Sprigg’s final “myth” was that the transgender movement is a progressive movement—an odd topic to take on in a setting where “progressive” is a dirty word. Sprigg claimed that many self-identified gays and lesbians are “concerned about the T” because “masculine girls and feminine boys who at one time might have grown up to identify as lesbian women or as gay men are now being told that they are actually the opposite sex.” He also positioned himself, as others on the Right have done, in alliance with some feminists—so-called TERFs—who argue that trans activists are not trying to overcome gender stereotypes but instead are “trying to conform to rigid gender stereotypes of the opposite sex.”

“It would seem more progressive,” said Sprigg, “to simply say that there are different ways to be a boy or a man, and different ways to be a girl or a woman, and none of them require changing your gender or mutilating your body.”

The other American on the panel was Stephen Baskerville, a professor of government at Patrick Henry College, which was founded in 2000 by homeschooling activist Michael Farris, who now heads the Alliance Defending Freedom while remaining chancellor emeritus and professor of government at Patrick Henry.

Baskerville is promoting his book, “The New Politics of Sex: The Sexual Revolution, Civil Liberties, & the Growth of Governmental Power.” After the panel, I picked up a copy. While I haven’t had time to read it yet, I note that among those providing back-cover blurbs is anti-gay activist Austin Ruse, who resists international recognition of the rights of LGBTQ people. Ruse’s blurb reads: “In this new and vitally important contribution to the analysis of the Sexual Revolution, Stephen Baskerville shows how we have become a nation of beta-male Pajama Boys; how it was intentional, where it has taken us, what it portends, and how even conservatives have missed it.”

At the WCF, Baskerville said that sexuality has become a political ideology that is neither about freedom nor equality, but power and authoritarianism. He warned of “dangerous consequences” to the conservative movement’s failure to identify what it is up against.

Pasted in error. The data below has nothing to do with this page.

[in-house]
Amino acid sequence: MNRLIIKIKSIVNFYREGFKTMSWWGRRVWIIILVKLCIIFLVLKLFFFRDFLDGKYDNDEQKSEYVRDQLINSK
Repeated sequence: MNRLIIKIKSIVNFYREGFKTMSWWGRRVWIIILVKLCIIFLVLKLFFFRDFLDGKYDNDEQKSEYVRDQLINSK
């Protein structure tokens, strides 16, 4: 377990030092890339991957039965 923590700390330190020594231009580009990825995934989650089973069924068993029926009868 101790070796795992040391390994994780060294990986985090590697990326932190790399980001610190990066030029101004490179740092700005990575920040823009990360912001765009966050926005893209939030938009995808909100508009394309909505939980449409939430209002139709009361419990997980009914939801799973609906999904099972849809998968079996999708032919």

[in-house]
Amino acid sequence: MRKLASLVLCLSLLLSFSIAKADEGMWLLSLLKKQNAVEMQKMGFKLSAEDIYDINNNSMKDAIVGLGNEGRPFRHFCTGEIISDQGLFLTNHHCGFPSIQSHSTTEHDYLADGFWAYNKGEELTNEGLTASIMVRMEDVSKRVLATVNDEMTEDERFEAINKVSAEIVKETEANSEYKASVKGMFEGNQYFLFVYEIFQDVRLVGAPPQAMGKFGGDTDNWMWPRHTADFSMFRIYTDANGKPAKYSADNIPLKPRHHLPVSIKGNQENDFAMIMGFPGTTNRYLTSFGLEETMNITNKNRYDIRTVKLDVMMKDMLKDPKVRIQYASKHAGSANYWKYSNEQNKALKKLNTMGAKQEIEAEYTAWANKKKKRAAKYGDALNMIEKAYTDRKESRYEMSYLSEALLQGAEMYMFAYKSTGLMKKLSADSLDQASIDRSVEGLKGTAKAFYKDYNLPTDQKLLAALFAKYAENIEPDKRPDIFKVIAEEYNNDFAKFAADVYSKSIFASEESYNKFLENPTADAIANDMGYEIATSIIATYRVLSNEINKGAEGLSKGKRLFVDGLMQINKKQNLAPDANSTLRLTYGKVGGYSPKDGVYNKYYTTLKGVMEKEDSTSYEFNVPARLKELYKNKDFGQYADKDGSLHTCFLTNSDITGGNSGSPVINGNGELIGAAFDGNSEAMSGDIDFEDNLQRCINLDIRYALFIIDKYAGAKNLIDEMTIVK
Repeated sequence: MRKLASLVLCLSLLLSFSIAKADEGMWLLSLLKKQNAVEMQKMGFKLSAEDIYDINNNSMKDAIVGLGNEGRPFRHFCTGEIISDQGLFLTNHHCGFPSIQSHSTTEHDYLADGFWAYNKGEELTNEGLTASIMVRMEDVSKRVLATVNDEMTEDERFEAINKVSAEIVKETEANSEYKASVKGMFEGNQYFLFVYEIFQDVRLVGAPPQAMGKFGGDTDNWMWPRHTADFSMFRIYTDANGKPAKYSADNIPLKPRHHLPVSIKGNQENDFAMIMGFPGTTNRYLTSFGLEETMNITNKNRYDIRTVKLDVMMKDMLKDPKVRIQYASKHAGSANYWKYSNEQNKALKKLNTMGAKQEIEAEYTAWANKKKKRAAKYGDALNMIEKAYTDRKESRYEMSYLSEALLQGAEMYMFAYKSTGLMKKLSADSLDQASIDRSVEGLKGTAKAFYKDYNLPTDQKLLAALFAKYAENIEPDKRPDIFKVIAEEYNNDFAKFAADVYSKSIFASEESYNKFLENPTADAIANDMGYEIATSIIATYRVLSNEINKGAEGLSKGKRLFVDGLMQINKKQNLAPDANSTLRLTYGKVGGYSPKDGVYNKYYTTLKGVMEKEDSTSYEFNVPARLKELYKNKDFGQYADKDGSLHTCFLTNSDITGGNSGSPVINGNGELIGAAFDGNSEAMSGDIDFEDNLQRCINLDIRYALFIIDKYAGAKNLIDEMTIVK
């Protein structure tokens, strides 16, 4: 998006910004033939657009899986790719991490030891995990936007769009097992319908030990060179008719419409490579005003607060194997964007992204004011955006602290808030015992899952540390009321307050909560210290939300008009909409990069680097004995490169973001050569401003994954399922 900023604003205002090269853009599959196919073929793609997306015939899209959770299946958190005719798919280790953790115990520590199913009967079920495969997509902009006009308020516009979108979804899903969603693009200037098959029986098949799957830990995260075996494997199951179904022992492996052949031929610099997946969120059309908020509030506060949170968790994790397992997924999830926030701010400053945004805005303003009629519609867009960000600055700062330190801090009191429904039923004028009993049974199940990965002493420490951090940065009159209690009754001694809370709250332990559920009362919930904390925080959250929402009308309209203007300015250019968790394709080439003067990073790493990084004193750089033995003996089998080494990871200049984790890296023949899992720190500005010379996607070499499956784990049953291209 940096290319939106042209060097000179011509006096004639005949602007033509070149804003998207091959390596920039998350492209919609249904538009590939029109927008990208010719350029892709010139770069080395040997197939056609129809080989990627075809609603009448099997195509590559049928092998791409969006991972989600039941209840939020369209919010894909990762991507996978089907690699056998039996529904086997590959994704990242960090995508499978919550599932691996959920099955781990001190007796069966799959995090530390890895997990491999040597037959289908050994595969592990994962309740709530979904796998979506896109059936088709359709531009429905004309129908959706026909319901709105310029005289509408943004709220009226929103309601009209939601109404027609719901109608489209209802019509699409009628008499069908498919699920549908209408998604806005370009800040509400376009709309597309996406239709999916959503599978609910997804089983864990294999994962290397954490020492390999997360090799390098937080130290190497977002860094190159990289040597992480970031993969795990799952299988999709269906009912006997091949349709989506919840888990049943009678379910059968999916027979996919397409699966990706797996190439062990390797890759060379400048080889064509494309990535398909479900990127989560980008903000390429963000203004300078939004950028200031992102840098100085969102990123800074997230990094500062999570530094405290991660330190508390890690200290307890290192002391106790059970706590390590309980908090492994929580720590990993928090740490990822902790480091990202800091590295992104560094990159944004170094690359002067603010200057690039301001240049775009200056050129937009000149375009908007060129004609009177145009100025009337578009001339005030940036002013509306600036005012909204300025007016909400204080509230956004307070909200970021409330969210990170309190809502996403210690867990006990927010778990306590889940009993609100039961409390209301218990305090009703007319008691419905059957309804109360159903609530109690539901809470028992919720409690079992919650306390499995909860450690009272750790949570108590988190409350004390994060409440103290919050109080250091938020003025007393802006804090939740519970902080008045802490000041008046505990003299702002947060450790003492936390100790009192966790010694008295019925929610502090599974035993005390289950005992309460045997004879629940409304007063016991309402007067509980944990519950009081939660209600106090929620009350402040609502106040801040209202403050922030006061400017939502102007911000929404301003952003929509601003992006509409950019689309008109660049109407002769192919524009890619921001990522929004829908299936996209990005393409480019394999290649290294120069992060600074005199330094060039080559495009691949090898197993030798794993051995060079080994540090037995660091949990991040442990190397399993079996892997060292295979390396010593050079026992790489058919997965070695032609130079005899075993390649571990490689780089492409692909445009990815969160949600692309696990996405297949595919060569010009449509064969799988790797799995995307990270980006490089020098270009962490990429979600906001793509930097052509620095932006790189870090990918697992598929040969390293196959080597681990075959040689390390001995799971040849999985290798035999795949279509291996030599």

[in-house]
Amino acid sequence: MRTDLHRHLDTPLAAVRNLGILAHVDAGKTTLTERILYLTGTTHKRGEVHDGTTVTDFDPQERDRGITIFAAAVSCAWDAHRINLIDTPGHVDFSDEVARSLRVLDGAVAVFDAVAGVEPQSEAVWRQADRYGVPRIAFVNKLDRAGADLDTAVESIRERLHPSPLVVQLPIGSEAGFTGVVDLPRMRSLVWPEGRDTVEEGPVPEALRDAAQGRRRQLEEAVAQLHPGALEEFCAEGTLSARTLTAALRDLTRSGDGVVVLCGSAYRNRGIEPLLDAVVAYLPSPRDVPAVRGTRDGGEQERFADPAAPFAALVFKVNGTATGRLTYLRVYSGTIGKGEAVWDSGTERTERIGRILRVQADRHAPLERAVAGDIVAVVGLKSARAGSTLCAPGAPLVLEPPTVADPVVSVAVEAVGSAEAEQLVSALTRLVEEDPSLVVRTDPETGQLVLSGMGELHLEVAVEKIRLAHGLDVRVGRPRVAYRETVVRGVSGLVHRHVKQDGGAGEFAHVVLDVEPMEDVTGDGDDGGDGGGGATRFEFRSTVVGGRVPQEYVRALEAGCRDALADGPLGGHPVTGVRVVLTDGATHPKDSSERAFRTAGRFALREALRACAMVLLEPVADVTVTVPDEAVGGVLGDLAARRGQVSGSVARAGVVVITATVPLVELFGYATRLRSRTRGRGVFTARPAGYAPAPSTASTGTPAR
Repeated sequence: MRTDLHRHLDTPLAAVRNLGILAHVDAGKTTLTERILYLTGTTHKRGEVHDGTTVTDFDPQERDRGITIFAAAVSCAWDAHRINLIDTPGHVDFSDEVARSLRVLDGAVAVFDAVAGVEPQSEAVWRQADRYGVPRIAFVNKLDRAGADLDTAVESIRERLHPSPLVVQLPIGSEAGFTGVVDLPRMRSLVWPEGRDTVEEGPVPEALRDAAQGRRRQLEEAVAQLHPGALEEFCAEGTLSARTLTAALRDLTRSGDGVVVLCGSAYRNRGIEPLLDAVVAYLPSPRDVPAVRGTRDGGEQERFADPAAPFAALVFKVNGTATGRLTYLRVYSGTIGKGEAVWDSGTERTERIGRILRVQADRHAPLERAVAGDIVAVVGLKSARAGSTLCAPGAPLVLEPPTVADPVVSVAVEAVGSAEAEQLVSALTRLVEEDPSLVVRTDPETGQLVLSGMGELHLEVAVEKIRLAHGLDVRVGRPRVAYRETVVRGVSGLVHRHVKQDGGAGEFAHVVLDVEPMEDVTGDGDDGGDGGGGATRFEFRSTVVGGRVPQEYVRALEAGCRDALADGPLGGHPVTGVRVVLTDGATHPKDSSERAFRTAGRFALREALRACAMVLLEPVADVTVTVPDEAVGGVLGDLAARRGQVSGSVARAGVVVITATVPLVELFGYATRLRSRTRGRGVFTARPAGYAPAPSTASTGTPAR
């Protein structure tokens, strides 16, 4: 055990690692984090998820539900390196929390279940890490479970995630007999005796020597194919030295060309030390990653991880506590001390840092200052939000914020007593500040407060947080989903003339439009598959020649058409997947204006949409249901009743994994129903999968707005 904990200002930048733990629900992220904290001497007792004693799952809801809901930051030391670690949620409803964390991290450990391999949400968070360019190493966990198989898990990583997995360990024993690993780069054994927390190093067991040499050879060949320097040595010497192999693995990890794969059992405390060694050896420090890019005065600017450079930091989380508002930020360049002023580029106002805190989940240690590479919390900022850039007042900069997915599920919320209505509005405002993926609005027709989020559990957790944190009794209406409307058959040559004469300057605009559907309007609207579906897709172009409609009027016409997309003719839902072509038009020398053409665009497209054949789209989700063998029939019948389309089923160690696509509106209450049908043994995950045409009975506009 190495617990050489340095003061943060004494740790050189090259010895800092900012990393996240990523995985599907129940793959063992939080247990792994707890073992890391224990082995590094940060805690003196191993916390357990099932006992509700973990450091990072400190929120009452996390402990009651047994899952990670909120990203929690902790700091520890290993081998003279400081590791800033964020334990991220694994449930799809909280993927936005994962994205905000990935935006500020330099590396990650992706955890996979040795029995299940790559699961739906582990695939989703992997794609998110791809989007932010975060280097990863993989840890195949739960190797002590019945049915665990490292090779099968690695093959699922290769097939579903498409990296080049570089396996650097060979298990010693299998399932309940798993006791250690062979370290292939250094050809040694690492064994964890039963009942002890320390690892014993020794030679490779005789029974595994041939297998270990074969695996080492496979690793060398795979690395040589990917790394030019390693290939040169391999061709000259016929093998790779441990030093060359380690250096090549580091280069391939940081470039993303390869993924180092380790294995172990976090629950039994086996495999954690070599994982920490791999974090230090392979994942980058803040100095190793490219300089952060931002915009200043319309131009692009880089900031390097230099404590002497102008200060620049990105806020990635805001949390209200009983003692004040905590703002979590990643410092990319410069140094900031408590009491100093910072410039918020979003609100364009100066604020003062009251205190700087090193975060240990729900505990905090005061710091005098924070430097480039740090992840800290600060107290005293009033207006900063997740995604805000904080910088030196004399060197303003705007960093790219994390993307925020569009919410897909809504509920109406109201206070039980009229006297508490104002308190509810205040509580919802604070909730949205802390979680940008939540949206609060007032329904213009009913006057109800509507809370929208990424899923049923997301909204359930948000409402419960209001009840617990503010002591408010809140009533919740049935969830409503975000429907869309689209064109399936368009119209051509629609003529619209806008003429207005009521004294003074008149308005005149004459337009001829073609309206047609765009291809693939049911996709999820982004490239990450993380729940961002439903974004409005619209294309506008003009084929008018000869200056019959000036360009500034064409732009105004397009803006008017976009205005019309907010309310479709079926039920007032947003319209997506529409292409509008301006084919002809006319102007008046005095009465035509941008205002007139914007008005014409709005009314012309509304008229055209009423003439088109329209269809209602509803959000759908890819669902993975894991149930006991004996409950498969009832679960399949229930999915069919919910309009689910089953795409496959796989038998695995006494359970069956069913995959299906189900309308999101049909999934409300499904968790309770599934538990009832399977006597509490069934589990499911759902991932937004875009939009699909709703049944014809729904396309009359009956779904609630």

“The ubiquitous demand for power and empowerment indicates that what we are up against here is something very similar to the movements such as communism or fascism in the last century, and more recently Islamism…”
Baskerville’s comments took a detour into Men’s Rights Activist territory when he declared, “The divorce machinery is the most authoritarian governmental machinery ever created in the English-speaking democracies … It is the model for every other form of authoritarianism that is being used against Christian activists and pro-family activists.”

A speaker who had not been listed on the program was Andrei Tsyganov, an anti-gay activist from St. Petersburg who runs a website called Katyusha. He called “anti-family ideology” a threat to human civilization, and he defended the “propaganda” law adopted in St. Petersburg and then nationally, which has been used against LGBT activists and organizations.

Tsyganov bragged that officials in St. Petersburg have been able to use the propaganda law, and a law against civil society organizations deemed to be foreign agents, to stop pro-LGBT activities. Demonstrating the propensity of some anti-gay activists to equate homosexuality and pedophilia, he accused Great Britain of funding Russian organizations that he said promoted pedophilia.

Christians, he said, have been told a “myth” that they need to be tolerant and obedient. Evil should be opposed, he said, because only if it opposed will it be defeated.

Tsyganov’s website has run its own report on the WCF, which calls Moldovan President Igor Dodon a “hero” for promising to “ban the parade of pederasts” and promoting other “measures to support the family.” Tsyganov calls Russia “the sole guarantor of traditional values and morality in the world,” language similar to that used by American Religious Right figures enamored of Putin’s anti-gay policies.